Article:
We still live in a culture that blames women for their attacks. In a recent London based survey, over 70% of those polled said women were partially to blame if they were drunk when they were attacked, or got into bed with their attacker. Less than 20 years since marital rape became illegal, there remains this culture that if a woman gets into bed with her attacker, she is culpable.
The reality is that no woman is responsible for her rape. The rapist is fully and ultimately responsible. Whether the woman is drunk, wearing a short skirt, walking home on her own, has a sexual history with the rapist, has a sexual history full stop, none of these things matter. What matters is that the rapist is to blame for the rape.
One theory suggests that women blame other women as a way to comfort themselves that the rape victim ‘didn’t follow the rules’, that if you ‘follow the rules’ you are safe. There are no rules I’m afraid. The only rule in place is the one that tells men not to rape.
Consent still, unbelievably, continues to be a thorny issue. As does the pervasive belief that stranger rape is “real rape” and date rape isn’t “violent rape”. All rape, by its very definition, is violent. There are no degrees of nastiness here.
The restrictions of women’s freedom continues to be an issue. When there are attacks on women that make the news, the response remains the same. Stay indoors, don’t drink, use the buddy system. At Christmas, posters all over the country warned women about the dangers of rape by telling them to restrict their freedoms. But those who are guilty of rape, those who are to blame, they continue to have their freedom. Posters urged women to take licensed cabs rather than unlicensed mini cabs, as black cab driver John Worbouys continued his attacks and his victims continued to be ignored and dismissed by the Metropolitan Police.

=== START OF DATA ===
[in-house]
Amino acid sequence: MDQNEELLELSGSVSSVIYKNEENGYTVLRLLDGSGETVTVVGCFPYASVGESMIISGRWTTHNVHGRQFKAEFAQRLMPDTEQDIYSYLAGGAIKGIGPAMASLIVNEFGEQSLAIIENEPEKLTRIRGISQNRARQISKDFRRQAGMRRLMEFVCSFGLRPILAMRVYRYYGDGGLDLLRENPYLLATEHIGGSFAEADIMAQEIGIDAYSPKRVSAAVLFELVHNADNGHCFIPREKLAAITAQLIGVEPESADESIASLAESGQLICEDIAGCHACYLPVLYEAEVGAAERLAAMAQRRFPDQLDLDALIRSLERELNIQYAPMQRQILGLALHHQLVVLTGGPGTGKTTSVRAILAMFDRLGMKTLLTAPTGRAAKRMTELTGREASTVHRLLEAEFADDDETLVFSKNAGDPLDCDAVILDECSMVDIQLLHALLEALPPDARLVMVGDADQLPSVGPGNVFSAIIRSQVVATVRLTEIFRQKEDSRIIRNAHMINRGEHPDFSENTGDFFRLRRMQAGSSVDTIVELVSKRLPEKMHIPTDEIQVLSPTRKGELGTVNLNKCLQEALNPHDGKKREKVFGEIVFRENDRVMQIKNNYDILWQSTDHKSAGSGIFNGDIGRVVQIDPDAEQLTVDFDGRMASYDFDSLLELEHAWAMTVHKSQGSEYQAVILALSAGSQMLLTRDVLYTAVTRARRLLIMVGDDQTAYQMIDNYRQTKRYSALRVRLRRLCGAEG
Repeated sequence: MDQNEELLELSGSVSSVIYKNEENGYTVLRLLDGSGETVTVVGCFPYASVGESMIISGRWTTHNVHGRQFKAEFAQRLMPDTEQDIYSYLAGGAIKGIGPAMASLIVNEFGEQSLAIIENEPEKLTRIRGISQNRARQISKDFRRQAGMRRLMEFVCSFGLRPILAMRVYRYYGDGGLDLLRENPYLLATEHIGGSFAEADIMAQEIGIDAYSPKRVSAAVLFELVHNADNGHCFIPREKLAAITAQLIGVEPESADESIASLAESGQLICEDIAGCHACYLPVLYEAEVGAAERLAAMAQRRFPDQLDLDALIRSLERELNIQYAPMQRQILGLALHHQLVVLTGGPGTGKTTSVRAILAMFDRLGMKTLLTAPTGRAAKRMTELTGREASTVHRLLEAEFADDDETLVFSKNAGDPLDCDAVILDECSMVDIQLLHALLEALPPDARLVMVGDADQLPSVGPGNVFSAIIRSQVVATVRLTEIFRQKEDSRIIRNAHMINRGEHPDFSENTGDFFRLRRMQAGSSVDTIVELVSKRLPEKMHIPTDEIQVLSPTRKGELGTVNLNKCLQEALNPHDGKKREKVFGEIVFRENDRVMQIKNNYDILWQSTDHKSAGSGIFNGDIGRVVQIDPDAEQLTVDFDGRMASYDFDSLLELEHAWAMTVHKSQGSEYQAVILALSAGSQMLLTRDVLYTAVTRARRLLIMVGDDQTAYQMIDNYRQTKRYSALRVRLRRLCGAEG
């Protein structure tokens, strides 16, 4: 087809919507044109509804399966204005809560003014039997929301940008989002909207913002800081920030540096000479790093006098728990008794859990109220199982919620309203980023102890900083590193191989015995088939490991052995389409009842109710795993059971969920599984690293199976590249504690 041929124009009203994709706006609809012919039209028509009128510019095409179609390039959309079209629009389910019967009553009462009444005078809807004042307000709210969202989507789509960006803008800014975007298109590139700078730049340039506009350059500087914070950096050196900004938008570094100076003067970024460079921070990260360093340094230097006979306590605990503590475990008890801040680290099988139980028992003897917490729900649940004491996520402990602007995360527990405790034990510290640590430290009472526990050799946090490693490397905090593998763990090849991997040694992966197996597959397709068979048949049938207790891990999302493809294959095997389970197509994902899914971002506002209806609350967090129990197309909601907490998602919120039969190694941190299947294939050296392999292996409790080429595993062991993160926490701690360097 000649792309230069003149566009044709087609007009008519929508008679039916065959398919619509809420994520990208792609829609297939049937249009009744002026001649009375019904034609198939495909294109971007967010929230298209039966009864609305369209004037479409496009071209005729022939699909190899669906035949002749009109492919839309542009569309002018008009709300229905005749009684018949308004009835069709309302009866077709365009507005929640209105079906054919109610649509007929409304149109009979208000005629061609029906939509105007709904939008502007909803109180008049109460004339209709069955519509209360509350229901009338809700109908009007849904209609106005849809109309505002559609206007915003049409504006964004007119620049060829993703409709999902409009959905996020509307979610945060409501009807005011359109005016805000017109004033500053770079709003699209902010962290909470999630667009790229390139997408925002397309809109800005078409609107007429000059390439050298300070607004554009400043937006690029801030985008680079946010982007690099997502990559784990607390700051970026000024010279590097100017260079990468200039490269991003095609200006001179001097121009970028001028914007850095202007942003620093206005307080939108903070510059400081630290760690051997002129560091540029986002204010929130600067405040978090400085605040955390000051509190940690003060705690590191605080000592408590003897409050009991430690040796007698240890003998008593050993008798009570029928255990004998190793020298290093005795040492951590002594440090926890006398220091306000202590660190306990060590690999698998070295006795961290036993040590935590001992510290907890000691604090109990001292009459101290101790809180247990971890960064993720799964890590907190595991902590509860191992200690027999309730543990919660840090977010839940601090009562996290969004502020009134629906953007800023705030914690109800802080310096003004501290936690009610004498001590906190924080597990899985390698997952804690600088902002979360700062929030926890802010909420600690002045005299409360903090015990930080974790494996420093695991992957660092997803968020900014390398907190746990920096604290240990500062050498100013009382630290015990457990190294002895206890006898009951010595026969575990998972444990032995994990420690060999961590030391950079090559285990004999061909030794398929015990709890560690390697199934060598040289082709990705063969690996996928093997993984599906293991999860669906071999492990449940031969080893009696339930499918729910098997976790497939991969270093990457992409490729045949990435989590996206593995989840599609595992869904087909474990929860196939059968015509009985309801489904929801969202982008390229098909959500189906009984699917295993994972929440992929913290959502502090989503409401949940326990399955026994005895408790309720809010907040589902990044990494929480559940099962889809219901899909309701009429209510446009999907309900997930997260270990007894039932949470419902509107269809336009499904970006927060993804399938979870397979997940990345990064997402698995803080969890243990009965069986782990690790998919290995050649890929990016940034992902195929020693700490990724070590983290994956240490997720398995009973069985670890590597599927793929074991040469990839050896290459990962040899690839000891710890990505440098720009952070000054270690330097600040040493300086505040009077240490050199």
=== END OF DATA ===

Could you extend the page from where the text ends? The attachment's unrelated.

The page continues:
So what can we do? Well, the aims of Reclaim the Night are to educate about consent and violence against women. To educate and eradicate the myths that surround rape, to eradicate the belief that women are to blame if their drunk or have a history with the attacker, to educate and eradicate the belief that men can’t stop once they’ve started, to educate and eradicate the belief that only stranger rape is real rape. To educate about respect and consent in relationships. To educate and empower men and women about their sexuality and relationships.
We aim to bring justice to victims, to improve the conviction rate so that those who are guilty of rape pay for their crime, to ensure that women are believed.
And we aim to support the services in Bristol that are helping victims and survivors of sexual assault every day – rape crisis, the SARC, One25, and many many more. These services are vital to the women in Bristol, and yet are always under threat due to lack of funds.
I recently had a response from 10 Downing Street regarding a petition I signed to improve funding for rape crisis centres in the UK. They happily informed me that they would be providing £1 million for Rape Crisis and Survivor’s Trust. Nationally. £1 million for the whole country. A country where, according to the Haven Survey, 1 in 4 women have been sexually assaulted. We live in a country where rape crisis centres are not in every city, where many many women have no where to turn to after they have been raped where they will be listened to and believed. With a paltry million put aside to provide for these services, this isn’t changing any time soon, Clearly, women’s freedom and safety is not high on the government agenda. But it is high on ours. That is why we are here. That is what we are fighting for.